I wonder whether debate rages among those car restoration guys.

Are you like a second-class Civil War re-enactor if you got your belt from Walmart?

Eric the Fruit Bat said...

If I'm at a brewpub that serves cask-conditioned, then my decision is easy.

rhhardin said...

WQXR used to boom out, at full classical symphonic volume, "This is the radio station of the New York Times."

Jim said...

YoungHegelian and Wilbur said what I would have said. Except that my call letters in Kansas City were KXTR.

Eric the Fruit Bat said...

Some things are a hell of a lot better than they used to be.

A $15 Casio watch is hard to beat, if all you care about is accuracy and convenience.

Hiking shoes and athletic shoes are immensely superior to what they used to be.

Disabled vehicles and flat ties are almost completely a thing of the past.

I could go on.

Eric the Fruit Bat said...

I presume that modern musical instruments are much, much better.

I'm pretty sure that cat gut strings were actually made from cat guts.

I'm guessing they didn't remove the strings surgically.

rightguy2 said...

Marriner and his splendid ensemble recorded one of the greatest marriages of a masterpiece with a performance/recording ever. It sounds as though the entire ensemble had been playing this great composition for a long time and had internalized it to the point where it lives & becomes a breathing entity as it flows out of their collective mind. I have listened to this version of The Lark Ascending hundreds of times and I never fail to be inspired. (I could go on and on.)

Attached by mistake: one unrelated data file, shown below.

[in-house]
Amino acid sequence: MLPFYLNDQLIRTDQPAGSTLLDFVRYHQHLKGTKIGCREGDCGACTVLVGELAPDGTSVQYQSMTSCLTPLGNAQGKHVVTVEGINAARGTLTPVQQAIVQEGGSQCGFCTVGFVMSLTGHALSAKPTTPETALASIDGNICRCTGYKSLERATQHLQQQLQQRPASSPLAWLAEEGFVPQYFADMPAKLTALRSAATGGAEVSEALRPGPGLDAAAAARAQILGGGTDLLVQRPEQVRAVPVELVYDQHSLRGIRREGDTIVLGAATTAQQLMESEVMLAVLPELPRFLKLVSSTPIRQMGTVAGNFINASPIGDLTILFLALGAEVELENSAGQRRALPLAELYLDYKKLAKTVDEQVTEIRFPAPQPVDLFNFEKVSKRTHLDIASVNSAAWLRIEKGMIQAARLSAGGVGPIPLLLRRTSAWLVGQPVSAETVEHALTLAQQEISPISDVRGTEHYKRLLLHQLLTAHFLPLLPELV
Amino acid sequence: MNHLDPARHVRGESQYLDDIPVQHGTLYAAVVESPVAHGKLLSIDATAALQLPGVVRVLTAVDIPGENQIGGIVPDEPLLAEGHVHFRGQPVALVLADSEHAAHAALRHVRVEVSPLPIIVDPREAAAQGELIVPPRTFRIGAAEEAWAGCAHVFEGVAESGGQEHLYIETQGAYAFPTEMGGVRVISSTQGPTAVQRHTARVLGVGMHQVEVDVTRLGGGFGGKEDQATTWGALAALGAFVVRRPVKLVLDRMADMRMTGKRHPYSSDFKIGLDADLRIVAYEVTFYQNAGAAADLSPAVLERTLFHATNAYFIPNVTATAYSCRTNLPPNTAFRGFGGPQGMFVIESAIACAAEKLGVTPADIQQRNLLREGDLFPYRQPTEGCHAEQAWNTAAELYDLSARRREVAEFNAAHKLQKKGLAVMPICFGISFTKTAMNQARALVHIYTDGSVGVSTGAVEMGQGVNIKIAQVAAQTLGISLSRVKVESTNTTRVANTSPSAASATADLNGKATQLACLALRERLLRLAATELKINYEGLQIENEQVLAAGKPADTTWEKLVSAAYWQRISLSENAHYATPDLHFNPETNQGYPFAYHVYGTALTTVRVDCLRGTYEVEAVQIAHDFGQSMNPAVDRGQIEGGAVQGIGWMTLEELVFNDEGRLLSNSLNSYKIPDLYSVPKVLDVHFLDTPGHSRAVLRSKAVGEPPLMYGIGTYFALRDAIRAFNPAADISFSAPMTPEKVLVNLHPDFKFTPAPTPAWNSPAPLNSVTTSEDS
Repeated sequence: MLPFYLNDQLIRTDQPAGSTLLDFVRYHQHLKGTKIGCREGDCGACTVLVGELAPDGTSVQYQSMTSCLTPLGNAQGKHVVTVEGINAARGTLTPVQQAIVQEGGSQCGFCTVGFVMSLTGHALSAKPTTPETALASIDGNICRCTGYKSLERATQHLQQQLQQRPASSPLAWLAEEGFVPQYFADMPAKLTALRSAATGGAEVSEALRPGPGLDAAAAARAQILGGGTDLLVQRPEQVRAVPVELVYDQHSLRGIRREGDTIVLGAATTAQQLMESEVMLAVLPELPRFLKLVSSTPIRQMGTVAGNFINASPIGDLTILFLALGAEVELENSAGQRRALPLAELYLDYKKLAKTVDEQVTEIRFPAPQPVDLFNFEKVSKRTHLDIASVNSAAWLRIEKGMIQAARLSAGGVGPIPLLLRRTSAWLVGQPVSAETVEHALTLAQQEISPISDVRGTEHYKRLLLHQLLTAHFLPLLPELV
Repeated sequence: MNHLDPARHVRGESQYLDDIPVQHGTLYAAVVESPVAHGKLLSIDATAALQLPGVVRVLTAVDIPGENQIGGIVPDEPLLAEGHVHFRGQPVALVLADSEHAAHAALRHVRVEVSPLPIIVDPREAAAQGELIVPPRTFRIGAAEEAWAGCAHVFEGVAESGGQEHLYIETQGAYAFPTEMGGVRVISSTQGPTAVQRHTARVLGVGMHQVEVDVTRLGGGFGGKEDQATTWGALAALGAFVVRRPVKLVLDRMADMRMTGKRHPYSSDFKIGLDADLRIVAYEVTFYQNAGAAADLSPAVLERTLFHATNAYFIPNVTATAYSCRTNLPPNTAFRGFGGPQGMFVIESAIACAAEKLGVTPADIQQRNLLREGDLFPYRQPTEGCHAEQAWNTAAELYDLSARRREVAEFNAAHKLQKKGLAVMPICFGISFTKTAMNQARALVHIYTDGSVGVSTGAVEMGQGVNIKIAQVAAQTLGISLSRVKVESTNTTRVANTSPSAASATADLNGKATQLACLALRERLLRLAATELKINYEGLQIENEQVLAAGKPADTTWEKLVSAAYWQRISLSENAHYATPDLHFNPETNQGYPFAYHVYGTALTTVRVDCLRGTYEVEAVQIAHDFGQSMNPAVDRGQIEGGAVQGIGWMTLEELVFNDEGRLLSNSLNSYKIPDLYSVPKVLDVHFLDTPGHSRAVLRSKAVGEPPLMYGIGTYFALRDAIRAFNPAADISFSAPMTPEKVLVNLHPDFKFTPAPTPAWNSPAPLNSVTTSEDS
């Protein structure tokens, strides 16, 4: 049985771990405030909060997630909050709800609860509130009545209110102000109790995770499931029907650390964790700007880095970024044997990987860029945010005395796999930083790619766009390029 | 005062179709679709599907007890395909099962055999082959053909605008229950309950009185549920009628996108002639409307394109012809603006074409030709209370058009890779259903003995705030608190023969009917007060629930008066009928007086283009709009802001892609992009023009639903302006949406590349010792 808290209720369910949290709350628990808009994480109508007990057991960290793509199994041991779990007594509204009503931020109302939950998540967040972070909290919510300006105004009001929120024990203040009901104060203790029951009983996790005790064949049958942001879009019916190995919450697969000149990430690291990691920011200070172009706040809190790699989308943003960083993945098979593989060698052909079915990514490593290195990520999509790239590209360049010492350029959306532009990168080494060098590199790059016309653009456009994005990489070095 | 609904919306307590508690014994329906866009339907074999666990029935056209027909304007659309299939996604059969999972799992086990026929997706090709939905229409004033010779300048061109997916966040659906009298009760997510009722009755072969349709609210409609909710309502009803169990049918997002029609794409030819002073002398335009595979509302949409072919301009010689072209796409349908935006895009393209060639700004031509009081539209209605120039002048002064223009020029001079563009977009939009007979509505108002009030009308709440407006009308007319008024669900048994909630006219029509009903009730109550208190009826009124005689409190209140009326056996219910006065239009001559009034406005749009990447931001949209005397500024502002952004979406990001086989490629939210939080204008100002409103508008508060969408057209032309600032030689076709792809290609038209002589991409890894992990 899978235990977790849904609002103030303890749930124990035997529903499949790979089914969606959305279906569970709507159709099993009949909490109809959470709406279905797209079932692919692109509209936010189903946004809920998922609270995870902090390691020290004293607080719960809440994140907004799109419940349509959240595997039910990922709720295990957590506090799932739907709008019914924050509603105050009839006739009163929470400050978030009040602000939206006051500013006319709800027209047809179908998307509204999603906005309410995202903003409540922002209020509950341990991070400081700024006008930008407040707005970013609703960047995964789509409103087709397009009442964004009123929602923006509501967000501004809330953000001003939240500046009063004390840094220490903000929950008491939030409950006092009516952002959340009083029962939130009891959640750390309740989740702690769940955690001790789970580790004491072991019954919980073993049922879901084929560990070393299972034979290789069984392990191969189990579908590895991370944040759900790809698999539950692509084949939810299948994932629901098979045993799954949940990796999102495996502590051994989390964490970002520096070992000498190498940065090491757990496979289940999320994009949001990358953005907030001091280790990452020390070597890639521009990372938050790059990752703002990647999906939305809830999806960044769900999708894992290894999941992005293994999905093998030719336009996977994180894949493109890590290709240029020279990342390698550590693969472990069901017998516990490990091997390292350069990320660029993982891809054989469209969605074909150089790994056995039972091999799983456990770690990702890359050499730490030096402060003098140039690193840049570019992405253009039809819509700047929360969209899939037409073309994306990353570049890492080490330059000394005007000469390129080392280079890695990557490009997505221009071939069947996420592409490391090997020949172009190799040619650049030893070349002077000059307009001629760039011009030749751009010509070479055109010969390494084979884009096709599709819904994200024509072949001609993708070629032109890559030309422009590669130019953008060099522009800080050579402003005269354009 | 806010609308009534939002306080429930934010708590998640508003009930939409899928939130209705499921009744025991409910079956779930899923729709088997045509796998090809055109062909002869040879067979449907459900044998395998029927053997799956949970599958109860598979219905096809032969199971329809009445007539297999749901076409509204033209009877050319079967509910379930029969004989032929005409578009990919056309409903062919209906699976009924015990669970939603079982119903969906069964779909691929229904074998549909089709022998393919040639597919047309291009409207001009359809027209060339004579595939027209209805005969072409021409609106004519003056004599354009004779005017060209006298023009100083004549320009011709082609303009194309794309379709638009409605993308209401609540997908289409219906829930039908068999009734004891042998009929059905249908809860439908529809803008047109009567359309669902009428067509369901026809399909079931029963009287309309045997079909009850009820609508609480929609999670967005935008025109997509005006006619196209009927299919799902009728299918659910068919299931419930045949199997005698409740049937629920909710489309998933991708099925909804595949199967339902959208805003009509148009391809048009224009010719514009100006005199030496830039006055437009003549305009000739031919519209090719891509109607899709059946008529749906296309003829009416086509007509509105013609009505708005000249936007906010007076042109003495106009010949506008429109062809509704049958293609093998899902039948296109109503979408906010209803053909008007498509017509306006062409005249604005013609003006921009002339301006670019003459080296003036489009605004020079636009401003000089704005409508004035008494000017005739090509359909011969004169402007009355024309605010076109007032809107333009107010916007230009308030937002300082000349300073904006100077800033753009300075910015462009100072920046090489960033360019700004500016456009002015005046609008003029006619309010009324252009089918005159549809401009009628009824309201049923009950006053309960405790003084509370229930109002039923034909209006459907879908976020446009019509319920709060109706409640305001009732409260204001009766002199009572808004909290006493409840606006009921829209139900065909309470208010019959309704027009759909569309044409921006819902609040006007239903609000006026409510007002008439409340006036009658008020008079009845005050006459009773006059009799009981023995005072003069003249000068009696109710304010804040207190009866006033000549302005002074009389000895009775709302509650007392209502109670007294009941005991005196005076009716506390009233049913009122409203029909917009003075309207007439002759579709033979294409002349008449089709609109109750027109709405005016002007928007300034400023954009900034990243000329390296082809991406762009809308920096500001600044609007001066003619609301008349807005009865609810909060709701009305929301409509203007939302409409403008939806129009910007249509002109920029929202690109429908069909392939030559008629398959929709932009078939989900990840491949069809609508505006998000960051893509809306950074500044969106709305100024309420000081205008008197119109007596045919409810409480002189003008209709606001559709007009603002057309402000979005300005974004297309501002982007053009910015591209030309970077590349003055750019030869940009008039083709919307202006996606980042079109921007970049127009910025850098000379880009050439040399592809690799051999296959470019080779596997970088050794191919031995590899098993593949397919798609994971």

https://www.youtube.com/watch?v=tzONNtE_WqM

mockturtle said...

Thanks for the link, rightguy2! I had forgotten how exquisite was the artistry of the late Iona Brown. Truly an outstanding recording in every respect.

Otto said...

i have listened to Baroque music for over 60 years, so i have heard all styles. All are fine, but if you get a chance listen to Stokowski doing Bach's Toccata and fugue in D minor. Not the original score or instruments but WOW.Soli Deo Glori

rightguy2 said...

mockturtle:

Thanks for mentioning Iona Brown. Significant omission on my part. Her solo violin on Lark is transcendent.

Michelle Dulak Thomson said...

Agreed on Iona Brown. Her Handel sonatas (on the ASMF set) are the finest I've ever heard. I'm of the "open-toed sandal" sort, and generally prefer period instruments in music before the mid-18th century, but she knew how to use a modern instrument to great, nay, perfect effect.

William said...

These things happen in threes. Oscar Brand and now Neville Chamberlain. Who will be the next nearly famous musician with a discerning audience to die. Andre Previn must be feeling a chill about now.

Paul Snively said...

Well, this sucks.

For those of you who have never had the pleasure, I present Edvard Grieg's "Holberg Suite for strings, 1. Prelude", performed by the Academy of St. Martin-in-the-Fields, conducted by Sir Neville Marriner. This is a wonderful piece when you need a little picking up, a little audible joy.